Consider the category **Cat** as a *concrete category* over **Set** $\times$ **Set** via the functor

*U* : **Cat** $\rightarrow$ **Set** $\times$ **Set**, defined by

*U*$(\mathbf A \xrightarrow{F} \mathbf B) = ($*Ob*$(\mathbf A)\xrightarrow{F_O}$ *Ob*$(\mathbf B)$ , *Mor*$(\mathbf A)\xrightarrow{F_M}$ *Mor*$(\mathbf B))$,

where $F_O$ is the restriction of $F$ to objects and $F_M$ is its restrictions to morphisms.

**Cat** is the category of all *small* categories in the sense that their *objects* and *morphisms* form sets (not classes).

It is clear that this *concrete category* is *transportable*. **But is this category uniquely transportable?**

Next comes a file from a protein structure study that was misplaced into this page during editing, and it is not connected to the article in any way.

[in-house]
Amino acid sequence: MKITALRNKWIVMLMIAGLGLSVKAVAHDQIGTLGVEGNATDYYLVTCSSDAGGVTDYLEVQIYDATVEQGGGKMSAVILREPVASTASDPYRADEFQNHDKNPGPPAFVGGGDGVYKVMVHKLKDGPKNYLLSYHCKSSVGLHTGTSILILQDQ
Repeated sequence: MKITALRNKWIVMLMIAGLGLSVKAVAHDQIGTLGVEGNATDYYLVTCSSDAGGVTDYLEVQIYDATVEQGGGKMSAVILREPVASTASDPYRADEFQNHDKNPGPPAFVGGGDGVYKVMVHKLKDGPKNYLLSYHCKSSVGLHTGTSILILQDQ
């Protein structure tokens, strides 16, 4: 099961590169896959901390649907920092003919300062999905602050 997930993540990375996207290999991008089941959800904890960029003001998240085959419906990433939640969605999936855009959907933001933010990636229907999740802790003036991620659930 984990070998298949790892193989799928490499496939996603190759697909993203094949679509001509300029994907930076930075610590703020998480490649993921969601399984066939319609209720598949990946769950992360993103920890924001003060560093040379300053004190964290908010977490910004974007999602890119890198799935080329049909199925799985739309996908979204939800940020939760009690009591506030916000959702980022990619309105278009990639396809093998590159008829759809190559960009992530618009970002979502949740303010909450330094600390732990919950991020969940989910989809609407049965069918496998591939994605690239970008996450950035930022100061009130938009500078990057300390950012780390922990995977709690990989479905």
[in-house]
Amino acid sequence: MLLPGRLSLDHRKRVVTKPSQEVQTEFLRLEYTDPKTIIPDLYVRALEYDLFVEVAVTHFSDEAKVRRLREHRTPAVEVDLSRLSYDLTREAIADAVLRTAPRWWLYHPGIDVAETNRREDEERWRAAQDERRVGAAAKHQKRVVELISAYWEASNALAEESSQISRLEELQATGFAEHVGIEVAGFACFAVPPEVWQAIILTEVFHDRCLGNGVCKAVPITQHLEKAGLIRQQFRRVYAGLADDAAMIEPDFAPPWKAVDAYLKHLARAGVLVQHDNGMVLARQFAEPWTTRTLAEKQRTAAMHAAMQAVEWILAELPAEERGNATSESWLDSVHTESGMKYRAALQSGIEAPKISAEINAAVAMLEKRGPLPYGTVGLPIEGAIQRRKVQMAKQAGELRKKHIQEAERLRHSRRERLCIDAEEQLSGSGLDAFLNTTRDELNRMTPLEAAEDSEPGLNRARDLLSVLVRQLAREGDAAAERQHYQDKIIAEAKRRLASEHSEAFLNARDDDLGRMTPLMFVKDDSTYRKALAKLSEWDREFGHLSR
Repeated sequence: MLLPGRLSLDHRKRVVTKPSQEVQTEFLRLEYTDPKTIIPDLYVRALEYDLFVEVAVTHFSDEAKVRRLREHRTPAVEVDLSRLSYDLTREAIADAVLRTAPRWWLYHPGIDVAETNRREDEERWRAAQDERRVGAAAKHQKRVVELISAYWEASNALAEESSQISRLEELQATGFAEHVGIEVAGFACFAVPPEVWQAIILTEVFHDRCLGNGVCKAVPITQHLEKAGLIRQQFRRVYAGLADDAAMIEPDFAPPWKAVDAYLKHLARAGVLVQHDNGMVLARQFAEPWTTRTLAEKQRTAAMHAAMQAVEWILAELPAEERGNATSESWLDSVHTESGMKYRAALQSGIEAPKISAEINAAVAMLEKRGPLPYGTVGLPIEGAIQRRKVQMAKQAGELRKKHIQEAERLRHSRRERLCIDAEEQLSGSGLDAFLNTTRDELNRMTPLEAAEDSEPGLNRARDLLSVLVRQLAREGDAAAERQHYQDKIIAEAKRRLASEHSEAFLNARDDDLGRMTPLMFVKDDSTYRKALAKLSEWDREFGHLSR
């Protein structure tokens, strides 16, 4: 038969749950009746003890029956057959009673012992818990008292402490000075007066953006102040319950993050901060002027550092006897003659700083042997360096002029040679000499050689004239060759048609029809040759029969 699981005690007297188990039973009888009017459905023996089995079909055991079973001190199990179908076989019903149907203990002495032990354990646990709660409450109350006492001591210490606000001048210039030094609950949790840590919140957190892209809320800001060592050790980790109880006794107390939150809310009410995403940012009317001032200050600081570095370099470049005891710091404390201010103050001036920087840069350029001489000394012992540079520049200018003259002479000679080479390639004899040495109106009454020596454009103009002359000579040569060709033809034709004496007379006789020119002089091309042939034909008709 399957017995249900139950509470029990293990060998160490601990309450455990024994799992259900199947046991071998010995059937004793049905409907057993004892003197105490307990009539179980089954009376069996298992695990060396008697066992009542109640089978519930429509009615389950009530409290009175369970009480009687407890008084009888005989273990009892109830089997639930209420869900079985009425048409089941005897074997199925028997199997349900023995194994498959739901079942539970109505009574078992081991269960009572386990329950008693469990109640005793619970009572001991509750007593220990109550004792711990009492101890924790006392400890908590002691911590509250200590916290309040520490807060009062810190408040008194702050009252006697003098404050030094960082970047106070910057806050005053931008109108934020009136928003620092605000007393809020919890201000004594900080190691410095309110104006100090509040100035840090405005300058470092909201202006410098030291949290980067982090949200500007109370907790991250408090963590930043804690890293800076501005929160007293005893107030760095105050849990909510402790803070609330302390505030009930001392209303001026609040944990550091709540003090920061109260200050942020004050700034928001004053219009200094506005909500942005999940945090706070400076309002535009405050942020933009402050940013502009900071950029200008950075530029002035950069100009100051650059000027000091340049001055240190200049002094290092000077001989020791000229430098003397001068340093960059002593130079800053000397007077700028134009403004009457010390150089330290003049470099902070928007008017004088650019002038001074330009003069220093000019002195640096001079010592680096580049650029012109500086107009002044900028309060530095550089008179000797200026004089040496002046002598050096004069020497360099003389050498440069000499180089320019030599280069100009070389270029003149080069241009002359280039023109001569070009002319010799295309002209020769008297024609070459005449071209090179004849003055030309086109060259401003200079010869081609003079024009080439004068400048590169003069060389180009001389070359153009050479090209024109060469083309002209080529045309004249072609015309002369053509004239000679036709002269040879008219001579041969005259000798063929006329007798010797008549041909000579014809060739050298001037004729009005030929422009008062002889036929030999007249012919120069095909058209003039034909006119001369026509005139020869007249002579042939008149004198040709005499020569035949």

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A concrete category $(\mathbf A, U)$ over $\mathbf X$ is said to be (uniquely) transportable provided that for every $\mathbf A-$object A and every $\mathbf X-$isomorphism $UA\xrightarrow{k}X$ there exists a (unique) $\mathbf A-$object B with $UB=X$ such that $A\xrightarrow{k}B$ is an $\mathbf A-$isomorphism.}

Algebraic Theories: A Categorical Introduction to General Algebra. Cambridge University Press 2011], Example 13.17.2 gives thecategory $\Sigma$-Algof all '$\Sigma$-algebras' (perhaps not needless to say for some readers, these are not the '$\sigma$-algbras' of measure theory) asan example of a uniquely-transportable concrete category. $\endgroup$ – Peter Heinig Oct 7 '17 at 12:00